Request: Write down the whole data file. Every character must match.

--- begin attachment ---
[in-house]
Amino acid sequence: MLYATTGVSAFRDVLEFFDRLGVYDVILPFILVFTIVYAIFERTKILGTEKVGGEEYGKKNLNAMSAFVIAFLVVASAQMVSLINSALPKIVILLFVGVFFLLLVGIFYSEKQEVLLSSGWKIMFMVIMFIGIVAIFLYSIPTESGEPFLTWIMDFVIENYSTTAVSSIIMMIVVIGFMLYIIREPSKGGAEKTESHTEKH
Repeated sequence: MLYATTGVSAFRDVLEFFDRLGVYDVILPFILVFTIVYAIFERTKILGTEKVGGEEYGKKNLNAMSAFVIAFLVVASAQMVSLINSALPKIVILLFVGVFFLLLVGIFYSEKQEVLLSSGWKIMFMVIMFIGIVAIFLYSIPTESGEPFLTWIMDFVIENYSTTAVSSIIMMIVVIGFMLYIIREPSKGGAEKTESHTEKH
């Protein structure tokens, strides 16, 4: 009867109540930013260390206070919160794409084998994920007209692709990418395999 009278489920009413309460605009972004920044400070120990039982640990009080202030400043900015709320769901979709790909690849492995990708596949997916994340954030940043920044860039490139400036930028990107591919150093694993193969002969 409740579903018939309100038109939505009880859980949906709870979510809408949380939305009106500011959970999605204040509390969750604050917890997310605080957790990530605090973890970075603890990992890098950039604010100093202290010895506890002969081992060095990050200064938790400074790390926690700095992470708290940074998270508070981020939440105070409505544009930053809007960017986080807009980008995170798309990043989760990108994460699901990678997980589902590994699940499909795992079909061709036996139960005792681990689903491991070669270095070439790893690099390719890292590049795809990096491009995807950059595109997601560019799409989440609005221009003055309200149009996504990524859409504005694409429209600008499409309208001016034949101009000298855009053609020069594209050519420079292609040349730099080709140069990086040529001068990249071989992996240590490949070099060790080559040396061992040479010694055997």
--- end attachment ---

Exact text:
[in-house]
Amino acid sequence: MLYATTGVSAFRDVLEFFDRLGVYDVILPFILVFTIVYAIFERTKILGTEKVGGEEYGKKNLNAMSAFVIAFLVVASAQMVSLINSALPKIVILLFVGVFFLLLVGIFYSEKQEVLLSSGWKIMFMVIMFIGIVAIFLYSIPTESGEPFLTWIMDFVIENYSTTAVSSIIMMIVVIGFMLYIIREPSKGGAEKTESHTEKH
Repeated sequence: MLYATTGVSAFRDVLEFFDRLGVYDVILPFILVFTIVYAIFERTKILGTEKVGGEEYGKKNLNAMSAFVIAFLVVASAQMVSLINSALPKIVILLFVGVFFLLLVGIFYSEKQEVLLSSGWKIMFMVIMFIGIVAIFLYSIPTESGEPFLTWIMDFVIENYSTTAVSSIIMMIVVIGFMLYIIREPSKGGAEKTESHTEKH
């Protein structure tokens, strides 16, 4: 009867109540930013260390206070919160794409084998994920007209692709990418395999 009278489920009413309460605009972004920044400070120990039982640990009080202030400043900015709320769901979709790909690849492995990708596949997916994340954030940043920044860039490139400036930028990107591919150093694993193969002969 409740579903018939309100038109939505009880859980949906709870979510809408949380939305009106500011959970999605204040509390969750604050917890997310605080957790990530605090973890970075603890990992890098950039604010100093202290010895506890002969081992060095990050200064938790400074790390926690700095992470708290940074998270508070981020939440105070409505544009930053809007960017986080807009980008995170798309990043989760990108994460699901990678997980589902590994699940499909795992079909061709036996139960005792681990689903491991070669270095070439790893690099390719890292590049795809990096491009995807950059595109997601560019799409989440609005221009003055309200149009996504990524859409504005694409429209600008499409309208001016034949101009000298855009053609020069594209050519420079292609040349730099080709140069990086040529001068990249071989992996240590490949070099060790080559040396061992040479010694055997």